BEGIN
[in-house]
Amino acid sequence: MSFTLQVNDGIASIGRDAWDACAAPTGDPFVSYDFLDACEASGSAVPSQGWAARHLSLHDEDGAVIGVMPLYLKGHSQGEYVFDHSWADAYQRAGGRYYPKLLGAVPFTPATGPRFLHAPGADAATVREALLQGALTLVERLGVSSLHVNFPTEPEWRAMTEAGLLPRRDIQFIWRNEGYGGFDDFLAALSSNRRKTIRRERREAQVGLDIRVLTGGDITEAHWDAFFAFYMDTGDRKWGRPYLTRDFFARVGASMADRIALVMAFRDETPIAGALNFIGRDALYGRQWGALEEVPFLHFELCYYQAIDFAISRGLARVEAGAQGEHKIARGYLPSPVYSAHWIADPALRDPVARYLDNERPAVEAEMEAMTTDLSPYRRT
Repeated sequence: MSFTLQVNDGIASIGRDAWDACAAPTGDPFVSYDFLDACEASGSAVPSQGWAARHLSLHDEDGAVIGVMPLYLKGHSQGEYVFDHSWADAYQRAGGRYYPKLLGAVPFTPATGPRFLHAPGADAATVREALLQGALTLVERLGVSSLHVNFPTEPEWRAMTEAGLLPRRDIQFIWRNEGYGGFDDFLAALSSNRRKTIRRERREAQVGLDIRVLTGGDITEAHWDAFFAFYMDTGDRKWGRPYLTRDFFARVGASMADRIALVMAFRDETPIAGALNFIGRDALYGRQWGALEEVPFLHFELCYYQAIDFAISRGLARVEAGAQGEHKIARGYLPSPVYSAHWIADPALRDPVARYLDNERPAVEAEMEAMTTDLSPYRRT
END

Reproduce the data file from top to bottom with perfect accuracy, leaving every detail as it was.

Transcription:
[in-house]
Amino acid sequence: MSFTLQVNDGIASIGRDAWDACAAPTGDPFVSYDFLDACEASGSAVPSQGWAARHLSLHDEDGAVIGVMPLYLKGHSQGEYVFDHSWADAYQRAGGRYYPKLLGAVPFTPATGPRFLHAPGADAATVREALLQGALTLVERLGVSSLHVNFPTEPEWRAMTEAGLLPRRDIQFIWRNEGYGGFDDFLAALSSNRRKTIRRERREAQVGLDIRVLTGGDITEAHWDAFFAFYMDTGDRKWGRPYLTRDFFARVGASMADRIALVMAFRDETPIAGALNFIGRDALYGRQWGALEEVPFLHFELCYYQAIDFAISRGLARVEAGAQGEHKIARGYLPSPVYSAHWIADPALRDPVARYLDNERPAVEAEMEAMTTDLSPYRRT
Repeated sequence: MSFTLQVNDGIASIGRDAWDACAAPTGDPFVSYDFLDACEASGSAVPSQGWAARHLSLHDEDGAVIGVMPLYLKGHSQGEYVFDHSWADAYQRAGGRYYPKLLGAVPFTPATGPRFLHAPGADAATVREALLQGALTLVERLGVSSLHVNFPTEPEWRAMTEAGLLPRRDIQFIWRNEGYGGFDDFLAALSSNRRKTIRRERREAQVGLDIRVLTGGDITEAHWDAFFAFYMDTGDRKWGRPYLTRDFFARVGASMADRIALVMAFRDETPIAGALNFIGRDALYGRQWGALEEVPFLHFELCYYQAIDFAISRGLARVEAGAQGEHKIARGYLPSPVYSAHWIADPALRDPVARYLDNERPAVEAEMEAMTTDLSPYRRT